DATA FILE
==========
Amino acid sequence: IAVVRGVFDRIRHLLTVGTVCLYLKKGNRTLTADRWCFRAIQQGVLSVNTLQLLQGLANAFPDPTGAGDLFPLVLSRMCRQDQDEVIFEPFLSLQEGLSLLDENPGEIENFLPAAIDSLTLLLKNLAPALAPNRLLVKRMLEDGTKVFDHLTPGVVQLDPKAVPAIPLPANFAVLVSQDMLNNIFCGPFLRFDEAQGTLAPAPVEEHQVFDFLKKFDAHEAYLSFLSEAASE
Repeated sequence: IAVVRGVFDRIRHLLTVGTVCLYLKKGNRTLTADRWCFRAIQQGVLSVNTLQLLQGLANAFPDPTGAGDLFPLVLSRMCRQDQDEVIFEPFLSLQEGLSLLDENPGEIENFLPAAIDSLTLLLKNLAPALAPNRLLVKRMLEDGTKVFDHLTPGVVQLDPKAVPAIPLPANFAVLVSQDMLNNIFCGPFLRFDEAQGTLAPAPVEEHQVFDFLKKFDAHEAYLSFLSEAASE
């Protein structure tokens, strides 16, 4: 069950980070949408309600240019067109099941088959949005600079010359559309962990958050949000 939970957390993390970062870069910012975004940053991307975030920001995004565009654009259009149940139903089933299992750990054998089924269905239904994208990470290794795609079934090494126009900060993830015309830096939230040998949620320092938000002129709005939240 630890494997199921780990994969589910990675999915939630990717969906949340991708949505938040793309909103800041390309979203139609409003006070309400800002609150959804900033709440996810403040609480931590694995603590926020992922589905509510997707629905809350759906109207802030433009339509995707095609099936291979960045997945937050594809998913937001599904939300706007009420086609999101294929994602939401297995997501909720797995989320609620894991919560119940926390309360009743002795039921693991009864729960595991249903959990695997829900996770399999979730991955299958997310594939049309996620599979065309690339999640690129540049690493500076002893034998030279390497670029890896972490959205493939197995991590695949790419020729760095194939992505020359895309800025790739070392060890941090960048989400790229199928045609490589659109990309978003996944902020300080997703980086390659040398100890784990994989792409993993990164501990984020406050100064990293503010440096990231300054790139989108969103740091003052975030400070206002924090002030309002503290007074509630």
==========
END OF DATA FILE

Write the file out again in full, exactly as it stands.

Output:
Amino acid sequence: IAVVRGVFDRIRHLLTVGTVCLYLKKGNRTLTADRWCFRAIQQGVLSVNTLQLLQGLANAFPDPTGAGDLFPLVLSRMCRQDQDEVIFEPFLSLQEGLSLLDENPGEIENFLPAAIDSLTLLLKNLAPALAPNRLLVKRMLEDGTKVFDHLTPGVVQLDPKAVPAIPLPANFAVLVSQDMLNNIFCGPFLRFDEAQGTLAPAPVEEHQVFDFLKKFDAHEAYLSFLSEAASE
Repeated sequence: IAVVRGVFDRIRHLLTVGTVCLYLKKGNRTLTADRWCFRAIQQGVLSVNTLQLLQGLANAFPDPTGAGDLFPLVLSRMCRQDQDEVIFEPFLSLQEGLSLLDENPGEIENFLPAAIDSLTLLLKNLAPALAPNRLLVKRMLEDGTKVFDHLTPGVVQLDPKAVPAIPLPANFAVLVSQDMLNNIFCGPFLRFDEAQGTLAPAPVEEHQVFDFLKKFDAHEAYLSFLSEAASE
């Protein structure tokens, strides 16, 4: 069950980070949408309600240019067109099941088959949005600079010359559309962990958050949000 939970957390993390970062870069910012975004940053991307975030920001995004565009654009259009149940139903089933299992750990054998089924269905239904994208990470290794795609079934090494126009900060993830015309830096939230040998949620320092938000002129709005939240 630890494997199921780990994969589910990675999915939630990717969906949340991708949505938040793309909103800041390309979203139609409003006070309400800002609150959804900033709440996810403040609480931590694995603590926020992922589905509510997707629905809350759906109207802030433009339509995707095609099936291979960045997945937050594809998913937001599904939300706007009420086609999101294929994602939401297995997501909720797995989320609620894991919560119940926390309360009743002795039921693991009864729960595991249903959990695997829900996770399999979730991955299958997310594939049309996620599979065309690339999640690129540049690493500076002893034998030279390497670029890896972490959205493939197995991590695949790419020729760095194939992505020359895309800025790739070392060890941090960048989400790229199928045609490589659109990309978003996944902020300080997703980086390659040398100890784990994989792409993993990164501990984020406050100064990293503010440096990231300054790139989108969103740091003052975030400070206002924090002030309002503290007074509630």